Gold Price Risks: 'Extremely Extended' Positioning, Powell at Jackson Hole - TD Securities
(Kitco News) - One of the biggest gold price risks at the moment is the metal’s “extremely extended positioning,” said TD Securities. But, could the Federal Reserve Chair Jerome Powell’s Jackson Hole speech make things worse and trigger a selloff?
The yellow metal is managing to trade just north of the new key psychological level of $1,500 an ounce this week while risk-on sentiment recovers in the marketplace.
Whether or not gold can extend its rally further after Powell’s Jackson Hole speech on Friday will be “the moment of truth for gold bugs,” wrote strategists at TD Securities on Monday.
“Many market participants including ourselves have pointed to the extremely extended positioning as a risk factor to this rally,” the strategists said. The question now is whether a selloff in gold is in the cards this month, they added.
“Global market participants embarked on a dramatic search for safe assets which saw the pile of negative-yielding debt grow north of $16T, which inverted the US 2-10 curve, leading to a surge in equity volatility, and saw the yield on U.S. 30y bonds hit its lowest levels on record. In this context, can we expect a reversal in global yields that could prompt a sharp correction in gold?” the report said.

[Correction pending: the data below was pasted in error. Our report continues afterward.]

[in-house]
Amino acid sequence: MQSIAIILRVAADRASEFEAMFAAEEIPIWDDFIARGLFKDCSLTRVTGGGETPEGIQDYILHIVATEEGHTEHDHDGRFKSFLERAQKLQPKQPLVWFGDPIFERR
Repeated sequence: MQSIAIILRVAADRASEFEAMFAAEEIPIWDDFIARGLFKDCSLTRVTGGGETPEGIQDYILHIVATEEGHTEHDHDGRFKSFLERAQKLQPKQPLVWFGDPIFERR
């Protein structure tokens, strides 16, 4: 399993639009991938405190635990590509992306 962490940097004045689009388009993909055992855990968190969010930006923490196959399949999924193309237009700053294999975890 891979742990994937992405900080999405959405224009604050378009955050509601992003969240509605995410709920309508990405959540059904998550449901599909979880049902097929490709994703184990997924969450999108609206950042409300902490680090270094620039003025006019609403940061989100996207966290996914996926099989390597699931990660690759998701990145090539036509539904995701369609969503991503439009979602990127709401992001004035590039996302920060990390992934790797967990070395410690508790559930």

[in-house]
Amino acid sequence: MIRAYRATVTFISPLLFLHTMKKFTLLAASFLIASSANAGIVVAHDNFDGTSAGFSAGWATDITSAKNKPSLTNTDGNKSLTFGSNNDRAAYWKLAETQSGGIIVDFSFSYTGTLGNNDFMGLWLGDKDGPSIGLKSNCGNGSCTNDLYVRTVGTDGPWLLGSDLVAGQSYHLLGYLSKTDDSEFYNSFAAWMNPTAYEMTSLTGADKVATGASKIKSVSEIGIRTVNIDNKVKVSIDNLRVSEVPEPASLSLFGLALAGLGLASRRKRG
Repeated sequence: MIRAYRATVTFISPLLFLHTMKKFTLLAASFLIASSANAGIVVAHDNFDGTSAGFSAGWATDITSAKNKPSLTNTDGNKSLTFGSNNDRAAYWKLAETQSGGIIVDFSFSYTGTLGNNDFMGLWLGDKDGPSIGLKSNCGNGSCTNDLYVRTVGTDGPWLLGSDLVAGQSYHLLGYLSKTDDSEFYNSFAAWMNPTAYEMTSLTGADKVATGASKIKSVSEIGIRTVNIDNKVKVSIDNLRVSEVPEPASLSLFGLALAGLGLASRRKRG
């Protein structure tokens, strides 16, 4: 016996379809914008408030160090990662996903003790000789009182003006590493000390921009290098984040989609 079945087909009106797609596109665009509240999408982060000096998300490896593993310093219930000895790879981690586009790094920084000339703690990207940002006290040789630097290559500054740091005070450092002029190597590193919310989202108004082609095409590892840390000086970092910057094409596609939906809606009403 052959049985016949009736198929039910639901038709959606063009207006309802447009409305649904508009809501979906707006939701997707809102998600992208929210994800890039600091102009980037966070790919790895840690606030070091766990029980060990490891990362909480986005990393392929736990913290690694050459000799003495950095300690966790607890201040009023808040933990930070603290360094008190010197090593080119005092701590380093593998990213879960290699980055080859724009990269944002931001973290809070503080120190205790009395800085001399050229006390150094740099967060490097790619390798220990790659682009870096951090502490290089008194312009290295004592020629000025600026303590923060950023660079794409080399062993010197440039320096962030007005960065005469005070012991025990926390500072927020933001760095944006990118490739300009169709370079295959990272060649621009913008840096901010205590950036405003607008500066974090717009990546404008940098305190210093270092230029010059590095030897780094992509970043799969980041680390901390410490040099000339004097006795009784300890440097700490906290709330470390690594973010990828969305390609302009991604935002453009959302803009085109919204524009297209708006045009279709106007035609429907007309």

The market is currently expecting the Fed to cut rates by another 60 basis points this year, which is why “Powell may be stuck in a (Jackson) hole” come Friday, said TD Securities.
“Our rates strategists note that the Committee is divided on the outlook for rates and the impact of weak global growth and trade uncertainty on the U.S. remains uncertain. Further, even though the yield curve has inverted, the S&P is a few percentage points off the highs and CDX IG is only 10bp wider this month,” the strategists wrote. “Financial conditions have not tightened materially — which may embolden the Fed to stay the course and ultimately may be setting markets up for a disappointment this week.”
Yet, this disappointment in the short-term might end up saving the gold bugs in the long-term, the bank added.
“Considering bloated easing expectations and the extremely extended long positioning, it would also subsequently tighten financial conditions — which could force the Fed’s hand in creating the conditions necessary to ease further in the following meeting. And, should the tighter financial conditions or global growth woes see U.S. macroeconomic data take a turn for the worst, we suspect that it won’t be long before U.S. equity volatility rises, leading to a resumption in portfolio flows towards safe-haven assets like gold,” the bank’s strategists wrote.